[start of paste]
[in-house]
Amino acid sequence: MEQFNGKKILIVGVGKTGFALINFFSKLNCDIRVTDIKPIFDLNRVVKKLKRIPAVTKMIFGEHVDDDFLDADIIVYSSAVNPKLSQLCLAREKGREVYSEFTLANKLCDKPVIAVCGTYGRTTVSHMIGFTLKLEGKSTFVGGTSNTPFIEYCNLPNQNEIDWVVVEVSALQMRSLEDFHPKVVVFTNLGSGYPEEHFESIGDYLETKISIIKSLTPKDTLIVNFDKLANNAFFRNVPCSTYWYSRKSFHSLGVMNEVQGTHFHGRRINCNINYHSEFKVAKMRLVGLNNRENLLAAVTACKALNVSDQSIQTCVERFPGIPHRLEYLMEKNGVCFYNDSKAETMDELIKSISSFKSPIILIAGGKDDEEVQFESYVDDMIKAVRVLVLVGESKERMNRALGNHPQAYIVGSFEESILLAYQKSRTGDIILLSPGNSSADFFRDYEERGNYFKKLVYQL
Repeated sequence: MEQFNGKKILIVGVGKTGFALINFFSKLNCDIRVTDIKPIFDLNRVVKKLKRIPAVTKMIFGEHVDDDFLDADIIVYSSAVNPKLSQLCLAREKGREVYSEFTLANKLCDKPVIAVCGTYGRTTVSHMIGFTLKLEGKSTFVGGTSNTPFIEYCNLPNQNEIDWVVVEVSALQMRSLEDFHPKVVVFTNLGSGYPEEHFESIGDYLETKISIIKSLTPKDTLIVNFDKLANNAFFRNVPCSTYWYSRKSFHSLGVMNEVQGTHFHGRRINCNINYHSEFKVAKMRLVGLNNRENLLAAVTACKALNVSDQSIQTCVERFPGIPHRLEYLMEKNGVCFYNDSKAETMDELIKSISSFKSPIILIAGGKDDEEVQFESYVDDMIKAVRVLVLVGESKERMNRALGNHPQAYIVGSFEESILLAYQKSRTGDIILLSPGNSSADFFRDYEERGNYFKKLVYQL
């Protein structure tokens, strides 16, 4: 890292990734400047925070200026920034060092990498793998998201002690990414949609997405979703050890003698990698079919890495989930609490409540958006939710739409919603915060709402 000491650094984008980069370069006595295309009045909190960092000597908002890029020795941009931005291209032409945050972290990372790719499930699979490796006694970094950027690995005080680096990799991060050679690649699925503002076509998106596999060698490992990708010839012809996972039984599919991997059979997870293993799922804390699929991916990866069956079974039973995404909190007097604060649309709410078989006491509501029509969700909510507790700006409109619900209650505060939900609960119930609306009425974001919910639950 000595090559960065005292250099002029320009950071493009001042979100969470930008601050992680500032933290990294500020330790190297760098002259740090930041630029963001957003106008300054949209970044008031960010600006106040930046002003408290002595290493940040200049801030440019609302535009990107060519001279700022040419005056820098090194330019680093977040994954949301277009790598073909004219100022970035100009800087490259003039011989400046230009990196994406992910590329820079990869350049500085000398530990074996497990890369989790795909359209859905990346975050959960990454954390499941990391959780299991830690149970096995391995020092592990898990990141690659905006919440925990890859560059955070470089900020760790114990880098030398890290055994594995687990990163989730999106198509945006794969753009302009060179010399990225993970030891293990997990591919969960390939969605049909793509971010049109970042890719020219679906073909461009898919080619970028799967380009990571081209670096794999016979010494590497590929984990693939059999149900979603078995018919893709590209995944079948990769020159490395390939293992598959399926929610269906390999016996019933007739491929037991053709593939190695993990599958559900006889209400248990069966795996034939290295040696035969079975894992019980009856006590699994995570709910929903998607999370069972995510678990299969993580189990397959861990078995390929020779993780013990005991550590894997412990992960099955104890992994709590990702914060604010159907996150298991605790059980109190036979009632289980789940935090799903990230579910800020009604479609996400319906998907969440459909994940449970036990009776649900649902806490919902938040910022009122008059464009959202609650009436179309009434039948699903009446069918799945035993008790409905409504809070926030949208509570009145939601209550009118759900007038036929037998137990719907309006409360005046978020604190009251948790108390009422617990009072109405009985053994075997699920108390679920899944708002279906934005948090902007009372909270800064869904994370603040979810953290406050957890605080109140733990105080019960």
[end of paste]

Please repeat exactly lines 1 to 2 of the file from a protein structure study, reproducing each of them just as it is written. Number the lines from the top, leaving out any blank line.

[in-house]
Amino acid sequence: MEQFNGKKILIVGVGKTGFALINFFSKLNCDIRVTDIKPIFDLNRVVKKLKRIPAVTKMIFGEHVDDDFLDADIIVYSSAVNPKLSQLCLAREKGREVYSEFTLANKLCDKPVIAVCGTYGRTTVSHMIGFTLKLEGKSTFVGGTSNTPFIEYCNLPNQNEIDWVVVEVSALQMRSLEDFHPKVVVFTNLGSGYPEEHFESIGDYLETKISIIKSLTPKDTLIVNFDKLANNAFFRNVPCSTYWYSRKSFHSLGVMNEVQGTHFHGRRINCNINYHSEFKVAKMRLVGLNNRENLLAAVTACKALNVSDQSIQTCVERFPGIPHRLEYLMEKNGVCFYNDSKAETMDELIKSISSFKSPIILIAGGKDDEEVQFESYVDDMIKAVRVLVLVGESKERMNRALGNHPQAYIVGSFEESILLAYQKSRTGDIILLSPGNSSADFFRDYEERGNYFKKLVYQL